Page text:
Some of the readers of the Lambda blog (http://lambda.weblogs.com/discuss/msgReader$8778?mode=topic&y=2003&m=9&d=18

) were discussing my earlier throwaway line about Waldemar Horwat. 

 

The august Waldemar Horwat -- who was at one time the lead Javascript developer at AOL-Time-Warner-Netscape -- once told me that he considered Javascript to be just another syntax for Common Lisp. I'm pretty sure he was being serious.

 

One user commented:

 

Mozilla's CVS tree still contains the original implementation of Javascript... written in Common Lisp.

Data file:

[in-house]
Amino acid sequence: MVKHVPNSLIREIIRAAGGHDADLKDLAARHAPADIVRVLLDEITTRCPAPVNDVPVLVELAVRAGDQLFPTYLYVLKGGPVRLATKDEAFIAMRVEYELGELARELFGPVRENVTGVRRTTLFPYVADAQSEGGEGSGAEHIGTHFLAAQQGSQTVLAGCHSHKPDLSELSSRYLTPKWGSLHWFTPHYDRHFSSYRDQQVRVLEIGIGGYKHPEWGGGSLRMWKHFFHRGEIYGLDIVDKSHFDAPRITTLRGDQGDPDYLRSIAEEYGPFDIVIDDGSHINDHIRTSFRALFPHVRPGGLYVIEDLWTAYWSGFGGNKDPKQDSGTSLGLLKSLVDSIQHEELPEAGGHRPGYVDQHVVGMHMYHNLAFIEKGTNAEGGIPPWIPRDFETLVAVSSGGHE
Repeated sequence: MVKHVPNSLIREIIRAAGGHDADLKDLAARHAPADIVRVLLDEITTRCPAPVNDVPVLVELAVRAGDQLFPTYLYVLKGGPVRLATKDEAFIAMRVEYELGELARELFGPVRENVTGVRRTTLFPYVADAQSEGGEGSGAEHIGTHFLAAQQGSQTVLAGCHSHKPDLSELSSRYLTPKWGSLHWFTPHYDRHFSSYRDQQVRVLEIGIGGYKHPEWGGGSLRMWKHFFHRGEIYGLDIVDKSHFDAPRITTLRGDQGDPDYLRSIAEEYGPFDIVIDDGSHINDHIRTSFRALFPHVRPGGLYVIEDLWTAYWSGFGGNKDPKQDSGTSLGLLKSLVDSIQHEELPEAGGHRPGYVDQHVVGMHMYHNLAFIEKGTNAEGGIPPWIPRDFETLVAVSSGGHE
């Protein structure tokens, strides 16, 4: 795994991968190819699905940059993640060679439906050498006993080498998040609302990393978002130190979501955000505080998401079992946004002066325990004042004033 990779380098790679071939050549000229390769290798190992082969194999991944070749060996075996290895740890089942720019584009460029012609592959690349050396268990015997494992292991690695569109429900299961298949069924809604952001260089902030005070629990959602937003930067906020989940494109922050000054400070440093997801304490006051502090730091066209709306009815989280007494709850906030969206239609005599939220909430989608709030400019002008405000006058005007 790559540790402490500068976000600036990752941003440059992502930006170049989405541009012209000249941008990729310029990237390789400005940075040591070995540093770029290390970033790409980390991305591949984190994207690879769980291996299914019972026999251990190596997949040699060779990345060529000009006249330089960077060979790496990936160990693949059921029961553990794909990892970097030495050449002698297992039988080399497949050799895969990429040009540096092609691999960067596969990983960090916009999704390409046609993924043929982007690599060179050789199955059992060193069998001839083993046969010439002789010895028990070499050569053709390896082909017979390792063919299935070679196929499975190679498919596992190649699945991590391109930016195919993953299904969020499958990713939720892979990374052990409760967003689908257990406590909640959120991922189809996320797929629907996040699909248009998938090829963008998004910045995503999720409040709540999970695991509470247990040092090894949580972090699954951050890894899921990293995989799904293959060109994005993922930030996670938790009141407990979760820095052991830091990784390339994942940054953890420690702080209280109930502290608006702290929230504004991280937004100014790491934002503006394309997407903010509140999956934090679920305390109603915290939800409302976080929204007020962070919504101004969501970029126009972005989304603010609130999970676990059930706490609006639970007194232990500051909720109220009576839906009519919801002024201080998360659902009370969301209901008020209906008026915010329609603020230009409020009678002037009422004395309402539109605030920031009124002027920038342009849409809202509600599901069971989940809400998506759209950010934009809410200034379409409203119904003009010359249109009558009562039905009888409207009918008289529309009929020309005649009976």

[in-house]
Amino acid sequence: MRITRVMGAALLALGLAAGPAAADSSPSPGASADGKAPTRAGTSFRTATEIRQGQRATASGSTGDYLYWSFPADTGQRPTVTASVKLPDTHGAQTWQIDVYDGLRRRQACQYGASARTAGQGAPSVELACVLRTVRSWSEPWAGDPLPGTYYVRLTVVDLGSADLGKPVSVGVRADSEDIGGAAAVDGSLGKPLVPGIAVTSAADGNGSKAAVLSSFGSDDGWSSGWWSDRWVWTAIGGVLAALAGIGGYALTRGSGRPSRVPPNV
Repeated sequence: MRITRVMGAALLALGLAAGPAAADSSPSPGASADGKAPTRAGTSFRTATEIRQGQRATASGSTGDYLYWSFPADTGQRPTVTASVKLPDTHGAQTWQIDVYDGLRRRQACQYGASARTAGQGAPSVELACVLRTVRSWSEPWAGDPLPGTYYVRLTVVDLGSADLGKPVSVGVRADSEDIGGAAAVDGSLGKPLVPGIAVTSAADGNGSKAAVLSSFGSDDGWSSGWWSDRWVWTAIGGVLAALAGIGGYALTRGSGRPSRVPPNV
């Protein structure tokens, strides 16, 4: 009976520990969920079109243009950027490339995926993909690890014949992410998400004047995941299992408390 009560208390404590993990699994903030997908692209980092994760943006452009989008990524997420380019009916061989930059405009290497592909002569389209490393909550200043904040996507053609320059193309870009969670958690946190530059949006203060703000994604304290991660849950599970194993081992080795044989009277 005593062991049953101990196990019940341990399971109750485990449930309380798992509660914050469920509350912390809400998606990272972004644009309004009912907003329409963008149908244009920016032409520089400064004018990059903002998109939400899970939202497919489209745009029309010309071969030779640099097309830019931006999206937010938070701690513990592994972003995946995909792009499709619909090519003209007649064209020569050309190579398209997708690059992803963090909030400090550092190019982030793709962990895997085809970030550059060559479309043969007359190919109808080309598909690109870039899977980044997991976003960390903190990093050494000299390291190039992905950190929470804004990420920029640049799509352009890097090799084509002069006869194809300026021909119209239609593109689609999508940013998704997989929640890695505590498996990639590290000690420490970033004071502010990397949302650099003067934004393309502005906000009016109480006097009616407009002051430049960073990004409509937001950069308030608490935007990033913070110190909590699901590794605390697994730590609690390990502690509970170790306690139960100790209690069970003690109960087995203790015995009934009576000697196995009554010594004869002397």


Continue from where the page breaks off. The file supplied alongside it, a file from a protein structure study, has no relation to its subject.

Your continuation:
Now, I can't look at the mozilla sources for legal reasons, so I can't say for sure.  However, if you look at the drafts of the ECMAScript 4 specification that Waldemar was writing when he worked at Netscape, you'll see that he uses this denotational semantics metalanguage to describe the operation of the ECMAScript language.  (This stands in marked contrast to the vague operational semantics used for the same purpose in the ECMAScript 1, 2 and 3 specifications.)

 

I vaguely recall that Waldemar had built a reference implementation of ECMAScript 4 in his metalanguage, and an implementation of the metalanguage in Common Lisp.  (Like I said, that guy is hard core.)  I hypothesize that this is the thing that the Lambda reader was talking about.  If someone could confirm or deny my hypothesis for me, I'd be interested to know.  It is unfortunate that I'm unable to look at this stuff, as I'm sure it would be fascinating.